Paul VI Generously Gave Himself to Christ

Author: John Paul II


Pope John Paul II

Holy Father celebrates Mass in Castel Gandolfo on the 18th anniversary of Pope Paul's death on 6 August 1996

1. "Lord, it is well that we are here; if you wish, I will make three booths here, one for you and one for Moses and one for Elijah" (Mt 17:4).

The words of Peter, who, together with James and John, was a privileged witness of the Lord's Transfiguration express the awareness that only by meeting Christ, the New Man, does life acquire full meaning. Thus the Apostle's curiosity is transformed into the desire to remain with him always.

Today's liturgy, which again presents us with the Transfiguration event, also invites us to lift our gaze beyond the ordinary events of daily life, to glimpse the mystery of love which sustains them: the paschal mystery of Christ, the heart of human history.

It also tells us the primary way to reach this penetrating vision of every human event: it is the way of listening to the "prophetic word", which is "as ... a lamp shining in a dark place" (2 Pt 1:19). Comforted by this light, we will be able to persevere confidently, waiting until "the day dawns" and "the morning star rises" (cf. ibid.) to bring lasting joy and peace to our heart.

2. Dear brothers and sisters, today we recall the 18th anniversary of the death of my venerable predecessor, the Servant of God Paul VI. The unique coincidence of his death with the feast of the Transfiguration invites us to reflect on how profoundly he lived the mystery we are commemorating.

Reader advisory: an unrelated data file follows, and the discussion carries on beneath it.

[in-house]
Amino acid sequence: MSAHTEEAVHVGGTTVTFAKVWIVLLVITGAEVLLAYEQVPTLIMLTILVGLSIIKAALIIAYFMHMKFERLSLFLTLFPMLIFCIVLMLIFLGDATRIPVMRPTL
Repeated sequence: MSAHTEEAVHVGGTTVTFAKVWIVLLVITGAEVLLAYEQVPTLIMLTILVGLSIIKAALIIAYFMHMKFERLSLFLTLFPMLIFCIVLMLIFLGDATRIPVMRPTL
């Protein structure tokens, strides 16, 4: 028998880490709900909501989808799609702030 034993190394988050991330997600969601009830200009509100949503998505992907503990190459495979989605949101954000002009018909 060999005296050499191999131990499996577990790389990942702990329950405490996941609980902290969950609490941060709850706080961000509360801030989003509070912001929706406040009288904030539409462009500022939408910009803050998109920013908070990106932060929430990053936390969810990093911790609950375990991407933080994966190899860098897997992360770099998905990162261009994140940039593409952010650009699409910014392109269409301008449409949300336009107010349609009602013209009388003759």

"I am fixing my gaze on the mystery of death and of what follows thereafter in the light of Christ which alone sheds light upon it; and therefore with humble and serene confidence. I am deeply aware of the truth, which for me is always reflected from this mystery on the present life, and I thank the conqueror of death for having dispelled its darkness and revealed its light" (Testamento di Paolo Vl: Insegnamenti, vol. XVI 1978, p. 590).

These words, which Pope Paul VI left us in his testament, confirm the clear vision of events that he acquired from his intense familiarity with God and make him a credible witness to future realities. His meeting with the Lord, the focus of his tiring days as a Pastor beset with concern for his brothers and sisters, enabled him to see the true meaning of things, and sustained him as he generously gave himself to Christ for the good of the Christian people.

In the light of this experience, he lived the difficult journey, fraught with heavy responsibilities, which Providence had entrusted to him. He lived it in gratitude, fervently and vigilantly awaiting his meeting with the heavenly Father. By contemplating the mystery of God, he also nourished his sometimes agonizing but unyielding search for an encounter with contemporary culture, in order to offer each individual the Gospel's vision of salvation and deliverance from confusion and despair.

Remembering to the Lord his great witness of faith and pastoral charity which he particularly showed in the face of the mystery of death and the final meeting with God, we commend his blessed soul to the Lord, trusting that after following Christ faithfully on his earthly way, he may now contemplate him forever in the heavenly homeland.

Taken from:
L'Osservatore Romano
Weekly Edition in English
21 August 1996

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